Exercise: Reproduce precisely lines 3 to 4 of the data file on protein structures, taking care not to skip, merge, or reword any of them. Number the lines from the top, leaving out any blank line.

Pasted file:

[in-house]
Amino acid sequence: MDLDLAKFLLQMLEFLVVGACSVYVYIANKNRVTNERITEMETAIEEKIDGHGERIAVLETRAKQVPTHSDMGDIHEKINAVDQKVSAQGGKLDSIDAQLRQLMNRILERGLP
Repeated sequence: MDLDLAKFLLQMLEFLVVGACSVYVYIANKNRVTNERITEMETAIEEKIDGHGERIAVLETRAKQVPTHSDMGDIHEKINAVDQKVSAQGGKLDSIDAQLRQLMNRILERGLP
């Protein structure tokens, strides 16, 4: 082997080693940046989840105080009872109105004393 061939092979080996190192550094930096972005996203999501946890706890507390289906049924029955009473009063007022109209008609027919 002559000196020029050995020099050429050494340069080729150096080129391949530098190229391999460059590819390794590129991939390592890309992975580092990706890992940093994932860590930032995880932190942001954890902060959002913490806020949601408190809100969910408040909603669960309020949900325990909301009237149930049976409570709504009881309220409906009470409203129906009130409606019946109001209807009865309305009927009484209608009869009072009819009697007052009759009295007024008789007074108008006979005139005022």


Repeated sequence: MDLDLAKFLLQMLEFLVVGACSVYVYIANKNRVTNERITEMETAIEEKIDGHGERIAVLETRAKQVPTHSDMGDIHEKINAVDQKVSAQGGKLDSIDAQLRQLMNRILERGLP
């Protein structure tokens, strides 16, 4: 082997080693940046989840105080009872109105004393 061939092979080996190192550094930096972005996203999501946890706890507390289906049924029955009473009063007022109209008609027919 002559000196020029050995020099050429050494340069080729150096080129391949530098190229391999460059590819390794590129991939390592890309992975580092990706890992940093994932860590930032995880932190942001954890902060959002913490806020949601408190809100969910408040909603669960309020949900325990909301009237149930049976409570709504009881309220409906009470409203129906009130409606019946109001209807009865309305009927009484209608009869009072009819009697007052009759009295007024008789007074108008006979005139005022």